You only have to look at the reactions of those who get banned to see how little it bothers them; Hugh Keevins wore it like a badge of honour for years.
I’ll tell you what though; I would have a very serious issue with our club if it decided it would ban a journalist simply for reporting facts.
I also might wonder what we were trying to hide.
What Chris McLaughlin did in this case – and in the last case where he was banned from Ibrox – was he reported the news.
He simply laid out the facts, and we all know exactly what facts they were and how inconvenient they were for the club; that during the Hibs game at Christmas a large number of their fans sung a song that UEFA and Scottish criminal law considers not only offensive but sectarian and thereby criminal too.
The decision to ban him is an attack on journalism itself.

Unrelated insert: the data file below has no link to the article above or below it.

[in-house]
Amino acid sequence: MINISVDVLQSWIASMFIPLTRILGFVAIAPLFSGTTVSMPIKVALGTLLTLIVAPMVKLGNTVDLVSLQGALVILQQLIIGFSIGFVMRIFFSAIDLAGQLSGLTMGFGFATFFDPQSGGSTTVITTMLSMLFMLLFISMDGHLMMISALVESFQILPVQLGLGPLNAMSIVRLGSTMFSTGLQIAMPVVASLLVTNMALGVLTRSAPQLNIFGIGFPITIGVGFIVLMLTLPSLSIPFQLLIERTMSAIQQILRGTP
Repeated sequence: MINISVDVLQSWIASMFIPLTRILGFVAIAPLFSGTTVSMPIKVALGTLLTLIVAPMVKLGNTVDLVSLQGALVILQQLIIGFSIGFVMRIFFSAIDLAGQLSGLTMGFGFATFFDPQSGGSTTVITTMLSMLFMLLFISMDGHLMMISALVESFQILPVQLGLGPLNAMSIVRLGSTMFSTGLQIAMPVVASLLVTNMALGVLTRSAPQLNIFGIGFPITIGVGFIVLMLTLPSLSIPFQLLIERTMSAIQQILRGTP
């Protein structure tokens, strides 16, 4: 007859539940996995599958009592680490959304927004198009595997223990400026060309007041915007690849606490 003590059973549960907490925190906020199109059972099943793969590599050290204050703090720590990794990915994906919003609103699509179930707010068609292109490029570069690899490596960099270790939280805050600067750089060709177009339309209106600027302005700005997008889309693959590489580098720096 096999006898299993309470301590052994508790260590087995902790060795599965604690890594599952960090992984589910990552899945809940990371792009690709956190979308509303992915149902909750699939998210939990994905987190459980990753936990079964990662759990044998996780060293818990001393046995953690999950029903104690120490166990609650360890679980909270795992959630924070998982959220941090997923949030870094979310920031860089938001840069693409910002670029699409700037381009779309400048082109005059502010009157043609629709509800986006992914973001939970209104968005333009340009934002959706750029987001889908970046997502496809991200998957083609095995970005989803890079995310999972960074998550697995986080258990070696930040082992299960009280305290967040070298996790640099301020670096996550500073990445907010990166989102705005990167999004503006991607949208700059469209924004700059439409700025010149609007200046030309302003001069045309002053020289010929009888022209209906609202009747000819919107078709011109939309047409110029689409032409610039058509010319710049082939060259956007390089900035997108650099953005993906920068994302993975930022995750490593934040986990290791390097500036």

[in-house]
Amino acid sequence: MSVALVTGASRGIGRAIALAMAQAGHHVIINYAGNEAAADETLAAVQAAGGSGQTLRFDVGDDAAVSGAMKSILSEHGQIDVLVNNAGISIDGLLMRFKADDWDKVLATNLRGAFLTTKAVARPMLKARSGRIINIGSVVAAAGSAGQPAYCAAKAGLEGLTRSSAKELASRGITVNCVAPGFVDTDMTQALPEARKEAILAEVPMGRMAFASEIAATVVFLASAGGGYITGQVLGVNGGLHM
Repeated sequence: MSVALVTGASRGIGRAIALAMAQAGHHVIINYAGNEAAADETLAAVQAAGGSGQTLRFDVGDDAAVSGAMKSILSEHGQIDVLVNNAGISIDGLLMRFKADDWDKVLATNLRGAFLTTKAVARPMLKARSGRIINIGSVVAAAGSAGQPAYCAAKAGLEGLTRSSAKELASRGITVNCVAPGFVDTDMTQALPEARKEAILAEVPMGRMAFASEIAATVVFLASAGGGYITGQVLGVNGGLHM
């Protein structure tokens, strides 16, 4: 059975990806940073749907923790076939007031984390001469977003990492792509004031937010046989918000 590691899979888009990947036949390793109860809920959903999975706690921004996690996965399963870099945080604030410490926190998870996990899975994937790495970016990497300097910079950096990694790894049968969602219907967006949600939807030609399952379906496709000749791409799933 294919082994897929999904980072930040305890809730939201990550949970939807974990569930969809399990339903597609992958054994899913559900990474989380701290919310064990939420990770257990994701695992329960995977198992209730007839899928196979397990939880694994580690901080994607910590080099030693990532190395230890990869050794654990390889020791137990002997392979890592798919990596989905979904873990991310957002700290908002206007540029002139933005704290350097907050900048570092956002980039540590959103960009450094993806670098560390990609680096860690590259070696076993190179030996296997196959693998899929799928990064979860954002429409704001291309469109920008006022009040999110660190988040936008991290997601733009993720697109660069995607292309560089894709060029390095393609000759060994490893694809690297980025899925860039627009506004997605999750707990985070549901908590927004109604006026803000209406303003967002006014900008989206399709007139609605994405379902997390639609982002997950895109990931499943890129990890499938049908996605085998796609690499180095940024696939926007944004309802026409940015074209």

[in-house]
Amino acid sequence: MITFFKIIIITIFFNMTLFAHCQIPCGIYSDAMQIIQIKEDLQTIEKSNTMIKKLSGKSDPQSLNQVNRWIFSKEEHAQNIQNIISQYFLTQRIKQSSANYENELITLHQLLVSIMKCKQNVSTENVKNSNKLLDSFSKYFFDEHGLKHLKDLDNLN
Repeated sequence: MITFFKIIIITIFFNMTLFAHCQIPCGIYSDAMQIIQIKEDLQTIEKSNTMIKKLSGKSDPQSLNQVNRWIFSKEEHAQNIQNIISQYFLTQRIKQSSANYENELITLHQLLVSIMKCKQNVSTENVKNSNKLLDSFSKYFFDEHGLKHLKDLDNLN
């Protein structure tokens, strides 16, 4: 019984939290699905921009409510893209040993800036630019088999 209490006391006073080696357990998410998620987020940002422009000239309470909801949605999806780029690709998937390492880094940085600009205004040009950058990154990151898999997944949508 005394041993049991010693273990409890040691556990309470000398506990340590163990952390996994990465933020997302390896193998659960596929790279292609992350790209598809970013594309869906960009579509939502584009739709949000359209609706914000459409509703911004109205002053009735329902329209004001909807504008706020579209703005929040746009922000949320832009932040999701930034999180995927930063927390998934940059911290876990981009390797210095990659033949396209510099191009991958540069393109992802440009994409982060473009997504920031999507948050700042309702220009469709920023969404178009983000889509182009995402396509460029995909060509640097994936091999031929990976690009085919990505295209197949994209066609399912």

It’s saying that the reporting of facts is to be discouraged, and that does impact on the ability of these people to do their jobs as well as on how they do them.
And, especially in this case, that has wider implications.
Because to me, and to others, this looks in many ways, like it could be a co-ordinated effort between a website which has threatened “the enemies” of Sevco and the club.
It looks, in some ways, like a nod and a wink.
Other journalists and news outlets were named by this site, all for having the temerity to have reported facts the club, and the site, would rather they’d not. That, in itself, should have every writer out there asking who these people are and where they sprung from.
This obsession some Sevco fans have with the way the world views them, and with trying to “protect their image” – such as it is – appears paranoid verging on hysterical, but it has a serious point to it for an institution which is rattling the tin cup.